keep-calm-cuz-green-is-the-new-blackThe Others. There is just not enough coverage of climate or environmental activism by black and brown people, except when large corporates are involved and even then they are often positioned as victims. This is, to an important degree, inaccurate. They are not just victims. Part of decolonializing of historical narratives is noting the omission of black and brown folk in resistance. To address the balance we must highlight the rebuilding, restoring and healing of themselves and their homelands during and after decimating exploitation. It could easily be perceived that we are apathetic to climate issues, that environmental activism is for the privileged and ‘white’ who have time and financial resource to save whales, protest outside parliament and flash mob morally bankrupt corporate oil headquarters.

However, eco-activists such as Majora Carter, Ron Finley and Will Allen, make it very clear that black and brown eco-activism intersects with issues heavily nuanced and evidenced as race bais, such as impoverishment through lack of employment, food education and health provision, and civic engagement with urban communities. But focusing on the solution, more importantly, black folk activism is not latent, it is inherently fuelled differently. And racialised ‘difference’ equates to ‘othered’, ranked a lower priority and given less attention. This issue with this ‘othering’ is how their work is labelled or catergorised. Often this work gets called ‘community service’ or ‘community engagement’. What does this subliminally say about the word ‘community’ when associated to black and brown neighbourhoods? That the work that goes on there is less than the big global campaigns against Shell oil or Monsanto. Why is there a disconnect between these black and brown global struggles for eco-justice and equality and those that struggle in the hearts of the inner cities of London or the US?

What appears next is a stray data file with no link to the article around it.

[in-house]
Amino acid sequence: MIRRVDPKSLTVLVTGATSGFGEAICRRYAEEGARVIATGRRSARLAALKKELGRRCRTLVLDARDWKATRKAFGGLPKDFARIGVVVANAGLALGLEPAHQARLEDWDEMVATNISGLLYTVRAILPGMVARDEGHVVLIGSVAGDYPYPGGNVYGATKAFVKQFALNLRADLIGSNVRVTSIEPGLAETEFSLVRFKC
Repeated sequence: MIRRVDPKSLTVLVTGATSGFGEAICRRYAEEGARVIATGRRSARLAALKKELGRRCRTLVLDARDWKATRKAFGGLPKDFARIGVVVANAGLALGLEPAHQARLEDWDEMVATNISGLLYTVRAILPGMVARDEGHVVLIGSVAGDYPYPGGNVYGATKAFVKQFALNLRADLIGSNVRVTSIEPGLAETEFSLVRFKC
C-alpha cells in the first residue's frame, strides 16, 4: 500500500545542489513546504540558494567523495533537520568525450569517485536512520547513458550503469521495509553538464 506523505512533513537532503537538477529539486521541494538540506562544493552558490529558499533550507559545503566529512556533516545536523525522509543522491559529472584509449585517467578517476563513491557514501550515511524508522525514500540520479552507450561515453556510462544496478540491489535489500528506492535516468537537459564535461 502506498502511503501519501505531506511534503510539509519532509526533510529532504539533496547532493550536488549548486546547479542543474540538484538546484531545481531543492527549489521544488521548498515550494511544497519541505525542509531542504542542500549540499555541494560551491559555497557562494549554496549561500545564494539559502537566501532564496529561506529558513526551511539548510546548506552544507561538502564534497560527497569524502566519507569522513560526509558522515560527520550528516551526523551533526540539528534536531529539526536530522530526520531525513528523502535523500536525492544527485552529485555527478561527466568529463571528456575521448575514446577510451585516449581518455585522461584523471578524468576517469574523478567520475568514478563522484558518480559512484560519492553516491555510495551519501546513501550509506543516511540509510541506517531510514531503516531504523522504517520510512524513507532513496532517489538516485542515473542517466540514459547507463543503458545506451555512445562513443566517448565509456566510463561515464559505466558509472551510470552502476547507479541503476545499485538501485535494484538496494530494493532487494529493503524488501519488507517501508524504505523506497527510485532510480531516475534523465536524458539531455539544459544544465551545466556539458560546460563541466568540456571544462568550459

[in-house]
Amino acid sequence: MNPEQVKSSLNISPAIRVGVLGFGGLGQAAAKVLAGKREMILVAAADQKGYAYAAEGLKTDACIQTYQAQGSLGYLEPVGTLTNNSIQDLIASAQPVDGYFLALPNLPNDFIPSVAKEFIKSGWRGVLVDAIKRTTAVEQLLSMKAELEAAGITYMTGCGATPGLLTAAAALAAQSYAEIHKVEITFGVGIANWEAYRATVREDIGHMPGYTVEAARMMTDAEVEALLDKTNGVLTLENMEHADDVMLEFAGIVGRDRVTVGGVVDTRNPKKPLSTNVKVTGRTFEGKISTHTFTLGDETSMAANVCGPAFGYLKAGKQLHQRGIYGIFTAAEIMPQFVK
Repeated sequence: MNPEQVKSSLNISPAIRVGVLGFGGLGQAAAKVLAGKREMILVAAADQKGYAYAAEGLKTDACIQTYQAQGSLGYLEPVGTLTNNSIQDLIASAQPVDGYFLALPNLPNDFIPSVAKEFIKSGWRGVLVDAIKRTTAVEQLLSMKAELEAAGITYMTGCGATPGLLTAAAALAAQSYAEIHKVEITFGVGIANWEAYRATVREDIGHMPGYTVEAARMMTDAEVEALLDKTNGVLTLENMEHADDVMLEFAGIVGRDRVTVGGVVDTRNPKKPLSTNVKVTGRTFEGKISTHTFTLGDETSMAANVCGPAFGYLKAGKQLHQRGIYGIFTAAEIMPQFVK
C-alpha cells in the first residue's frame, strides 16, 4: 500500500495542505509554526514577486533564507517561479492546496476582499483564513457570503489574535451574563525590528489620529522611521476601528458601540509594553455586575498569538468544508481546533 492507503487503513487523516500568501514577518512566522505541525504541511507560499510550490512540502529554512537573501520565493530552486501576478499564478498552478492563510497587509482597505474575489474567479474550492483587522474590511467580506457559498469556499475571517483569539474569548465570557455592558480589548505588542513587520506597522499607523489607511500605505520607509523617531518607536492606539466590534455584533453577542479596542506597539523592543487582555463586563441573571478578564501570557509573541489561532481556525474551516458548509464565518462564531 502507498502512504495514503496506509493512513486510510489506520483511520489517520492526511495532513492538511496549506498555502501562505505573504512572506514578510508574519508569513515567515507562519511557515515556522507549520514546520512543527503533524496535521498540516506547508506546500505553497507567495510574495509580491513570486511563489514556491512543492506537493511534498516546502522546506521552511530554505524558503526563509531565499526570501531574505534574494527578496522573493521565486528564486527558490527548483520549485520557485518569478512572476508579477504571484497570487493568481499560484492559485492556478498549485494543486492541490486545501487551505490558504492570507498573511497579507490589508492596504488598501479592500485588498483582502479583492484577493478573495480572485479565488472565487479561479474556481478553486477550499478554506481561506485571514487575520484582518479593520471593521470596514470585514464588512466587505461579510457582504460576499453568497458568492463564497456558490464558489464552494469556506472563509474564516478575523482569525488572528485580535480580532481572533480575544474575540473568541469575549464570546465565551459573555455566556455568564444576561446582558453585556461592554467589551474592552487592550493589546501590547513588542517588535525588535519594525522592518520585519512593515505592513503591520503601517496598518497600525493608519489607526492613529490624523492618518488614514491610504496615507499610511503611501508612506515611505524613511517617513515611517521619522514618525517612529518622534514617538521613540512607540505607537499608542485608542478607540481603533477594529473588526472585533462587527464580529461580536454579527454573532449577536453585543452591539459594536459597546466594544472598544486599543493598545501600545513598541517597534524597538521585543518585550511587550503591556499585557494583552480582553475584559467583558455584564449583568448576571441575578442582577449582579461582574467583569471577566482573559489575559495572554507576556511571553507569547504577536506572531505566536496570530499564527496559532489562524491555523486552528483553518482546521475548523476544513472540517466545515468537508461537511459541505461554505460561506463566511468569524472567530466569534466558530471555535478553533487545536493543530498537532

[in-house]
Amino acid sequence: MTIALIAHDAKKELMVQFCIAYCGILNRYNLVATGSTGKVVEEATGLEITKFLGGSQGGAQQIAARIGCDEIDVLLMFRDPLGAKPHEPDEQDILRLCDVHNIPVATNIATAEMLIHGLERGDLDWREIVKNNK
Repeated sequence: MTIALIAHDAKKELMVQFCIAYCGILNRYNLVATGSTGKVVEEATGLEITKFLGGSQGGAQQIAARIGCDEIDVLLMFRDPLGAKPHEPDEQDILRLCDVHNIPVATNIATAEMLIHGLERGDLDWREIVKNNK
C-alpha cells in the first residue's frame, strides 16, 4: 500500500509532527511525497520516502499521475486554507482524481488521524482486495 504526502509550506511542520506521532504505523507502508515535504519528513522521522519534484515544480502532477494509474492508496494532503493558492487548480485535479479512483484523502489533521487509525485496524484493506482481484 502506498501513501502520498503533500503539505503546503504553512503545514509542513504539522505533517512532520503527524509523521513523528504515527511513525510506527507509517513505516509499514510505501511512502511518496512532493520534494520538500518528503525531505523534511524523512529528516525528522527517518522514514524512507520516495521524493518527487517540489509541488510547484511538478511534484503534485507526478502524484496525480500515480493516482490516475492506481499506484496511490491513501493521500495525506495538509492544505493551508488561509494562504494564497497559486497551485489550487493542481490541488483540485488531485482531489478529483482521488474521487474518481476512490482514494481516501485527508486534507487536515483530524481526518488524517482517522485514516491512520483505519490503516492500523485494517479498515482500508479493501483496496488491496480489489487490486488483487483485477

Thes urban spaces have their champions, Continue reading

Boycott an Art Exhibit – Race and Art – Open Letters: 1

Race and the Arts.

The present modes for dialoguing about race in the arts served a distinct purpose up until the mid nineties but now they are clunky, many are obsolete in their effectiveness. People of colour are interrogating and refreshing their arts practice all the time but receiving fewer opportunities to flex their creative wings on large mainstream platforms proving quality work from the diaspora abounds. As a black woman artist and a consumer of art I belong to a demographic who notices  the stinging pattern when a certain ilk of artists get fast passed and supported – the prompt for this post is a white male South African making theatre performances, predominantly using the black body and its stereotypical objectifying tropes. That fact this artist is hailed as South Africa’s ultimate theatre baby is troubling. So I supported the #BoycottExhibitB and #BoycotttheHumanZoo campaigns.

Although this initial letter is addressed to Brett Bailey, it is more a reflection, an  analysis and comment on the arts world, highlighting how artist like Bailey and his supporters actually engage with conversations around race and arts practice. I would like this response to be considered a push back, making transparent how (t)his type of dialoguing about race and art is forced upon many black and brown arts makers, and how we receive it. There is a habit of marginalisation in the processing of diverse work that so obviously needs to be broken because negotiations lacking genuine structural and attitudinal shifts for positive change fail to bring about balanced representation in the arts world. And I want to talk about it some more.

Open letter:

In response to a ‘report’ written by Brett Bailey entitled “Blood on the Tarmac” (which never got published except on your Facebook page)